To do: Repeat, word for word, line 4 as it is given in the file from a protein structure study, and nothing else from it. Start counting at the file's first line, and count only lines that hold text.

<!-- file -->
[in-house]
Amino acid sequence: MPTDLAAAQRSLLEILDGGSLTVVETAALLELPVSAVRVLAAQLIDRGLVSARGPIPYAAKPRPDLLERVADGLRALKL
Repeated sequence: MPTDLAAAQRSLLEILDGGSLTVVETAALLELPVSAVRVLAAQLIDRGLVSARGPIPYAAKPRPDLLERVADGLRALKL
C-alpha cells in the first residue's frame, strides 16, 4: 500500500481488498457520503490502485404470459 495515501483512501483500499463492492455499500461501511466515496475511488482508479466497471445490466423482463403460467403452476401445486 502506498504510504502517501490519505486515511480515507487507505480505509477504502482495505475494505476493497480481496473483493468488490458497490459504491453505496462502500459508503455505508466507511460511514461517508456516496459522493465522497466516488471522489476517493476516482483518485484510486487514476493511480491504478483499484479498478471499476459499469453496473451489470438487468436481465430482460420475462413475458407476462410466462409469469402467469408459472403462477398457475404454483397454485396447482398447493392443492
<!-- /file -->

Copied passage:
C-alpha cells in the first residue's frame, strides 16, 4: 500500500481488498457520503490502485404470459 495515501483512501483500499463492492455499500461501511466515496475511488482508479466497471445490466423482463403460467403452476401445486 502506498504510504502517501490519505486515511480515507487507505480505509477504502482495505475494505476493497480481496473483493468488490458497490459504491453505496462502500459508503455505508466507511460511514461517508456516496459522493465522497466516488471522489476517493476516482483518485484510486487514476493511480491504478483499484479498478471499476459499469453496473451489470438487468436481465430482460420475462413475458407476462410466462409469469402467469408459472403462477398457475404454483397454485396447482398447493392443492